Clive Rice loses battle to brain tumour at 66

Wednesday 29th July 2015 10:08 EDT

South Africa’s first captain of the post-isolation era Clive Rice died after battling a brain tumour, as reported by the country’s cricket board. The 66 year old had appeared to be in remission after visiting India earlier this year to receive robotic radiation treatment in Bangalore.

Rice’s family confirmed his death, saying he was admitted to hospital on Sunday with severe stomach pains. The all-rounder captained South Africa at the age of 42 on their historic post-isolation limited overs tour of India in 1991, but was left out of the squad for the World Cup in Australia and New Zealand the next year. He also briefly represented Scotland before the Proteas’ readmission to international cricket.

“Clive was our first captain and we knew him to be a great fighter all his life,” Cricket South Africa CEO Haroon Lorgat said in a media release. “Even during his last few years he put up a typically courageous and inspirational fight against the illness that had threatened him for a lengthy period of time.”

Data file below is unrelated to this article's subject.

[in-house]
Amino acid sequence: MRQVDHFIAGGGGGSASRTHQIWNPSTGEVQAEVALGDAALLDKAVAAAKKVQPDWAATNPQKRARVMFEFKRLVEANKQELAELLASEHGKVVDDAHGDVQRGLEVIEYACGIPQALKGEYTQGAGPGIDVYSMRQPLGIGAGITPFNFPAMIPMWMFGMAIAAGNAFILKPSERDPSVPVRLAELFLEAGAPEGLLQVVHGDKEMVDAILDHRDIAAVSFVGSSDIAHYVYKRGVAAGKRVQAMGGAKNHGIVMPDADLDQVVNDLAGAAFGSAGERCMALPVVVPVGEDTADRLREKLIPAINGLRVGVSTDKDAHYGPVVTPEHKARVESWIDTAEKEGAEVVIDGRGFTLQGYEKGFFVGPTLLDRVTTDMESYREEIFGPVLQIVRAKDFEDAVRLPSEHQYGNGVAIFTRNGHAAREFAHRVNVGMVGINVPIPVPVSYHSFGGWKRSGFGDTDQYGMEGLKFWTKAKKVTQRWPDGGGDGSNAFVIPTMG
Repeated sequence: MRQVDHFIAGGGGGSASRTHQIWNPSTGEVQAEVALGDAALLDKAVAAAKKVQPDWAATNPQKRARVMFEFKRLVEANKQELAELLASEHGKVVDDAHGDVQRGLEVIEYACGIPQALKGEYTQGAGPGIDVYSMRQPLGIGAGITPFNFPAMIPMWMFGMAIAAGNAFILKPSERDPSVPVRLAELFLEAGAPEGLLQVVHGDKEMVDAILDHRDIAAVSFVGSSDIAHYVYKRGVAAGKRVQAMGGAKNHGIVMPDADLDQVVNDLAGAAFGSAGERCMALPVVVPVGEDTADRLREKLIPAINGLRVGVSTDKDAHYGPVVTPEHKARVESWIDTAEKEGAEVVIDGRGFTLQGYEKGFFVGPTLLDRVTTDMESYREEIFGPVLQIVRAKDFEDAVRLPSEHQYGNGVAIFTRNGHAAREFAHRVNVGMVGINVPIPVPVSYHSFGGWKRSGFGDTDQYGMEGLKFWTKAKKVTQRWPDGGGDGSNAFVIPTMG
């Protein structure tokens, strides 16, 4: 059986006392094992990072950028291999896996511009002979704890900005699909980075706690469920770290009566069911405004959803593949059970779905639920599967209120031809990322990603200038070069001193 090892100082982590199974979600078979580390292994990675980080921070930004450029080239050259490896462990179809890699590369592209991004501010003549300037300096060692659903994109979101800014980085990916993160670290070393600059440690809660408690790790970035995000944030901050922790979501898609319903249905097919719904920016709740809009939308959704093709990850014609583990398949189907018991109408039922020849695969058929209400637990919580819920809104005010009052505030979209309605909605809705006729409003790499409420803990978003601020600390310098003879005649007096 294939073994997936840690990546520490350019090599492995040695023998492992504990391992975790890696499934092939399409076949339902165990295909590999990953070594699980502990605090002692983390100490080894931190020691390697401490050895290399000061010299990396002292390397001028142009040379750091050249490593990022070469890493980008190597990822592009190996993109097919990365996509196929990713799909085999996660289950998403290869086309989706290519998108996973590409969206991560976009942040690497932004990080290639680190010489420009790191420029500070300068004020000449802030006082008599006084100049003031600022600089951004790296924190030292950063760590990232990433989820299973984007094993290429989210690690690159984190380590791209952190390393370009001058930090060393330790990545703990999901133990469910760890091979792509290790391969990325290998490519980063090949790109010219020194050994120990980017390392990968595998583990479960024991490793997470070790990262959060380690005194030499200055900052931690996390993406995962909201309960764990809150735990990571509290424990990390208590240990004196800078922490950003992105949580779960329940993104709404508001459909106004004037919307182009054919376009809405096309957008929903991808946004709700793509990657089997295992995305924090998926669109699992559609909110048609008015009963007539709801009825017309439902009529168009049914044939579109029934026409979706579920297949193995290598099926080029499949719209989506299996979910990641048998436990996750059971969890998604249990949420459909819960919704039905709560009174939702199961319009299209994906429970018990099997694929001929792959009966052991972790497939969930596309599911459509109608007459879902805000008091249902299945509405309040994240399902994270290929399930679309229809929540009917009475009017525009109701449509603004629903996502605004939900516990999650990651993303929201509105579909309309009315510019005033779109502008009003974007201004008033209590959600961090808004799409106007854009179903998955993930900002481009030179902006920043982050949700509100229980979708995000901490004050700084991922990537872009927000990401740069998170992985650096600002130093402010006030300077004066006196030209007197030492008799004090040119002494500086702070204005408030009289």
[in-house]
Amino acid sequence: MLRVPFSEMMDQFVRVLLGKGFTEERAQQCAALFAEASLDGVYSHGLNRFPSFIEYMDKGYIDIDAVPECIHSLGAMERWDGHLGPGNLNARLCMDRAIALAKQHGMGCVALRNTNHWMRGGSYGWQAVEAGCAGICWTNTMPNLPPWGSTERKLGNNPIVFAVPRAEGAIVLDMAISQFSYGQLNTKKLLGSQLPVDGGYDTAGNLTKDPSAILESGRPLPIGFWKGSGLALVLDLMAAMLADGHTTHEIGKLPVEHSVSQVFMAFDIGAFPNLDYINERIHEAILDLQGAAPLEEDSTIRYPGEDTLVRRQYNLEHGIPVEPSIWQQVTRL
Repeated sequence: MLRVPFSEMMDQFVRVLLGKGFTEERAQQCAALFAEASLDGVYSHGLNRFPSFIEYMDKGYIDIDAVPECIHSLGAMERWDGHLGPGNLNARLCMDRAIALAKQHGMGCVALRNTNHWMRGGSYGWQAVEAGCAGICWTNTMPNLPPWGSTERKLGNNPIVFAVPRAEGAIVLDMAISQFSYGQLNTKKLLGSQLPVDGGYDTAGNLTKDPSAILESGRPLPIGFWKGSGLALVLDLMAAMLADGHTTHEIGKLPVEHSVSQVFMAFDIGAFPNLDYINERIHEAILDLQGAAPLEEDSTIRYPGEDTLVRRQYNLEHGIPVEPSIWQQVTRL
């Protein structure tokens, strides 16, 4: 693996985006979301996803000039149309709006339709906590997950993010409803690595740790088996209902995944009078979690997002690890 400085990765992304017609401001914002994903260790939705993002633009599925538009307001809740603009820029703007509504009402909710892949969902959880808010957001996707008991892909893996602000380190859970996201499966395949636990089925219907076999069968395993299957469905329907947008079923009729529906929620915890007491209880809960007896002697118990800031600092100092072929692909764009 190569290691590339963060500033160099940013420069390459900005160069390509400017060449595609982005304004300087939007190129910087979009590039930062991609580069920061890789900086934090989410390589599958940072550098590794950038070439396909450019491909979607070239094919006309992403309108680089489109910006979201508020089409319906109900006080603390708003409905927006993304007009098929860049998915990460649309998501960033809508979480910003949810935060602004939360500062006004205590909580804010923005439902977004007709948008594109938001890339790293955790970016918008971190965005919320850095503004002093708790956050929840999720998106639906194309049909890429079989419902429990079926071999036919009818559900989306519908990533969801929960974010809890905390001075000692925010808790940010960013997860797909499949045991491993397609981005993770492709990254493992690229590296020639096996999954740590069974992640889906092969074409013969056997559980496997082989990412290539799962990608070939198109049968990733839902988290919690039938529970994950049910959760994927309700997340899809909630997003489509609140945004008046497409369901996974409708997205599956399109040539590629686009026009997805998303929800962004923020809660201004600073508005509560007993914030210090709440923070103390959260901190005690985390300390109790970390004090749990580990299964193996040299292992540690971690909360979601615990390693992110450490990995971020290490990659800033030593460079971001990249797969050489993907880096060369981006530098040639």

International Cricket Council chief executive David Richardson paid tribute to the Rice. He said in a statement, “Clive Rice was a giant of the game, not just in South Africa, but across the cricketing world. Though his international appearances for the Proteas were limited to just three ODIs, Clive was a hugely inspirational figure for those of us who had the privilege to represent our country.”

“Clive was hugely regarded across the world game as a player, but later as a coach and mentor where he inspired the likes of Lance Klusener, Shaun Pollock and Jonty Rhodes, and he will be greatly missed by those who knew him,” he added.

comments powered by Disqus

to the free, weekly Asian Voice email newsletter